The engine shop work was done while I did my own harness, tranny flange seals, etc.

It was fun.
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I can send you the capacitor to Fix/prevent Vanagon Syndrome and/or smooth out idle - See here - http://www.thesamba.com/vw/forum/viewtopic.php?p=5445671#5445671
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dobryan
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PostPosted: Thu Apr 09, 2015 2:01 pm    Post subject: Reply with quote

I had a local Subaru speed shop rering my EJ25 and I just drove 1300 miles to Key West with no discernable oil consumption. 😃. Prior trips would have used a quart or more. The shop said the old rings were clogged with carbon. We'll see how this rering job holds up. So if you buy anything used be sure to open up the top end and check the condition of the rings.
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Join the Vanagon Rescue Squad on the VanAlert app.
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https://www.thesamba.com/vw/forum/viewtopic.php?t=620646

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davevickery
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PostPosted: Thu Apr 09, 2015 2:12 pm    Post subject: Reply with quote

vanis13 wrote:
very easy to rebuild one you get.
That's good then it won't cost much to have a professional do it. Very Happy

Same thing for re-ringing it. In my quest for a reliable problem free engine, I am better off not doing the work myself.
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Wellington
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PostPosted: Thu Apr 09, 2015 2:35 pm    Post subject: Reply with quote

Off topic, but didn't you have a 1.8T before??
Why the change to a Subaru, inquiring minds want to know??
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rubbachicken
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PostPosted: Thu Apr 09, 2015 2:39 pm    Post subject: Reply with quote

you have a man in your home town that could find or build you exactly what you need.
i can't think of his business name Embarassed

rocky mountain westy, go see mike, i'm sure he'll put you in the right direction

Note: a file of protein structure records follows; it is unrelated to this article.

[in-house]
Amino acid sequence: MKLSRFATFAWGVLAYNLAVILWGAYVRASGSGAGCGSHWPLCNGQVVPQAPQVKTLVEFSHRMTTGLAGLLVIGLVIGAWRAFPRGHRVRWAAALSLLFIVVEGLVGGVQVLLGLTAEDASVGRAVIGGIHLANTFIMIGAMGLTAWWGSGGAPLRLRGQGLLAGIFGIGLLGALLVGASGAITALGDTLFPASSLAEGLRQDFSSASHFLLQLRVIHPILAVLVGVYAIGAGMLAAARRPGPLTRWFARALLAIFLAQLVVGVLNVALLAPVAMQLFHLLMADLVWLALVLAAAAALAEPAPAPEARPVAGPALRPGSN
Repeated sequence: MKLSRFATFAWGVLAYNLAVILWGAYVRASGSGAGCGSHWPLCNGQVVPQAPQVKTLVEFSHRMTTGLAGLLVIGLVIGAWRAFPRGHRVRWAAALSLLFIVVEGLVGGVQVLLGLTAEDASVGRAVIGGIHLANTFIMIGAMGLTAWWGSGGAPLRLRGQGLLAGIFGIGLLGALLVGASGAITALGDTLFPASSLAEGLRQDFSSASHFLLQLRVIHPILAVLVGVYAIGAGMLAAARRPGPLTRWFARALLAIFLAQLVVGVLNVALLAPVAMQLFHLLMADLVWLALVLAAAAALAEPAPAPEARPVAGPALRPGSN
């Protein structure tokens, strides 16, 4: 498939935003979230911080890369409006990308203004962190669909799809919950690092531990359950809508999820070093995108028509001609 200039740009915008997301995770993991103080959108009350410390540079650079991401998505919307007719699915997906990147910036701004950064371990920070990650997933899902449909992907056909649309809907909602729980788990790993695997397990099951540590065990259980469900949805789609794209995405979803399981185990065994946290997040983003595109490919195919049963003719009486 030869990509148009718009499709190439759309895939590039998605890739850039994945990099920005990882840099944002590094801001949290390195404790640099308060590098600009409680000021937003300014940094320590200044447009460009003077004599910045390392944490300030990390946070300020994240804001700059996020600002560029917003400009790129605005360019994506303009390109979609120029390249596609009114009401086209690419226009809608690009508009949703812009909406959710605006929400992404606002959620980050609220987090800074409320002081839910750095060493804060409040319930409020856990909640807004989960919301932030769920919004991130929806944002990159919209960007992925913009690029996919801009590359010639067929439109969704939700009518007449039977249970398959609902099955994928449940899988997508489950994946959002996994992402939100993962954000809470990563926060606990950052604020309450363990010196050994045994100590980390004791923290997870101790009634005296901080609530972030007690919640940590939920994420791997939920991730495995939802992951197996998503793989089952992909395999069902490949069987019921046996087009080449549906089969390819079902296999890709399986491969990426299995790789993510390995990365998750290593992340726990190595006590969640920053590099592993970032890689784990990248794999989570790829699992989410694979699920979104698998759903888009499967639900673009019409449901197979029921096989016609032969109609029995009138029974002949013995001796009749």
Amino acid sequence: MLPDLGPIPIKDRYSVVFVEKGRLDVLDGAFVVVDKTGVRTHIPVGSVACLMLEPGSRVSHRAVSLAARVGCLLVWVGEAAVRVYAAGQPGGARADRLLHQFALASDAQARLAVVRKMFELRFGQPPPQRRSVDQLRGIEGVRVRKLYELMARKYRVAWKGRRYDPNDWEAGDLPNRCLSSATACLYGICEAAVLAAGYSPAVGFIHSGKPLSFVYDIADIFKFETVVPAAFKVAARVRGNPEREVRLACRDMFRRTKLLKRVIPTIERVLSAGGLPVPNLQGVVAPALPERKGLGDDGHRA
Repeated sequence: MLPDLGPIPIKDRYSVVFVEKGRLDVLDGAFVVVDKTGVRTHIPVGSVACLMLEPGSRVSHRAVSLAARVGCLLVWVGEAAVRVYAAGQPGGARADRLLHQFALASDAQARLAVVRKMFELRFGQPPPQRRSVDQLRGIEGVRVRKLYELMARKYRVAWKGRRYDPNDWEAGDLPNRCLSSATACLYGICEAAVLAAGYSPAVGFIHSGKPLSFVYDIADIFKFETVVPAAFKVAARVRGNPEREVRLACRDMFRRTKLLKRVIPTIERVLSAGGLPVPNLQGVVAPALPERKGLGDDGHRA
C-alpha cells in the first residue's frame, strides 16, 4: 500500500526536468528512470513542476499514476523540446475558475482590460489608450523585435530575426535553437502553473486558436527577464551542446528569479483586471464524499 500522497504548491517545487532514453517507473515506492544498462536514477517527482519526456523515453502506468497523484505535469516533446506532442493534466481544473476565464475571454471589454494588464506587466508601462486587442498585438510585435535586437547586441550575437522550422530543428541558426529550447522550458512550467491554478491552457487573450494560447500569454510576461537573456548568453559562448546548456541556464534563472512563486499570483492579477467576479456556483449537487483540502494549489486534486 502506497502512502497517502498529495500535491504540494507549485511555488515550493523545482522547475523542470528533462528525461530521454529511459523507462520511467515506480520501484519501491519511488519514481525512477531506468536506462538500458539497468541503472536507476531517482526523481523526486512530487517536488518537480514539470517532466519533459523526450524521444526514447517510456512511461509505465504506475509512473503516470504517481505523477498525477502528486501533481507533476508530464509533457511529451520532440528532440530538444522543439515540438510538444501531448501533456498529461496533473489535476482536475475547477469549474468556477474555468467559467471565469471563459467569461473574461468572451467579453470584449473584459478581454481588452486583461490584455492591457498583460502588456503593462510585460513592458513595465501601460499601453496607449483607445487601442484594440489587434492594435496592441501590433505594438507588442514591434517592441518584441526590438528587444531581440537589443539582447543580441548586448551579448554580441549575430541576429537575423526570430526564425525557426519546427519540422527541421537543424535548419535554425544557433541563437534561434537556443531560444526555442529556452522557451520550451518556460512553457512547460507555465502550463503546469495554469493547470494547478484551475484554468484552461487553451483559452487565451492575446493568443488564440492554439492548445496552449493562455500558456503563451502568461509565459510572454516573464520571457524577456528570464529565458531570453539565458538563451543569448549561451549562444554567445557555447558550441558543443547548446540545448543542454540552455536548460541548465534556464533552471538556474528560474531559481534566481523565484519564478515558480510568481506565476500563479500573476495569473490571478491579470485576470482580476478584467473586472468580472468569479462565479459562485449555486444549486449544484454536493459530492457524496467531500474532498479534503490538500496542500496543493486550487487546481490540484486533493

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Howesight
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PostPosted: Thu Apr 09, 2015 3:45 pm    Post subject: Reply with quote

Hey Dave:

The main reason used Subaru engines in Vanagons sometimes are oil burners is the rings. The second reason, not nearly as common, is valve stem seals.

These engines often sit, unused and not run, for many months before someone purchases them for a swap or otherwise. In that timeframe, there is ample opportunity for the rings to virtually glue themselves to the ring grooves in the pistons as a result of the various chemicals in the old (usually dino) oil, existing carbon, varnish from all the cold-start-short-runs, etc.

Being horizontal engines, gravity does not drain this awful witch's brew away from the rings and into the crankcase. The ring to groove clearances are slightly tighter on the Subaru pistons compared to the WBX new spec (0.02 mm compared to 0.03 mm). The Subaru piston skirts are much shorter than WBX skirts, and the gas-ported pistons allow more gunk into the ring grooves.

The factory does an excellent job of piston and ring matching and ring break in. It is hard to re-ring and get the factory results. Honing and re-ringing are, in my opinion, a poor choice on these engines.

Instead, a great solution is to add the maximum amount allowable of Yamaha Ring Free to your gasoline and watch your oil consumption drop and your compression improve. This product is excellent and was created for two-stroke engines that create a lot more carbon than four-strokes, but it works beautifully I four strokes.

If you buy a running Subie car with good compression and no significant oil consumption, leave the rings alone. If the Subie uses oil, try the Yamaha Ring Free fix first, before trying a ring job.

All the used Subaru engines, no matter the mileage, (excluding, obviously, a two or three year old 30,000 mile engine) should have the head gaskets replaced. Doing it yourself means it gets done right, not the sloppy Subaru dealer spec replacement, which actually involves using a whizzy wheel to "surface" the gasket mating area on the head. See for yourself:

http://allwheeldriveauto.com/subaru-head-gasket-repair/
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rubbachicken
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PostPosted: Thu Apr 09, 2015 4:01 pm    Post subject: Reply with quote

i've just looked online to see how much the parts cost, for the short block, i'm surprised, very affordable
main bearings, big end bearings and piston rings, and a full engine gasket set for under $325 shipped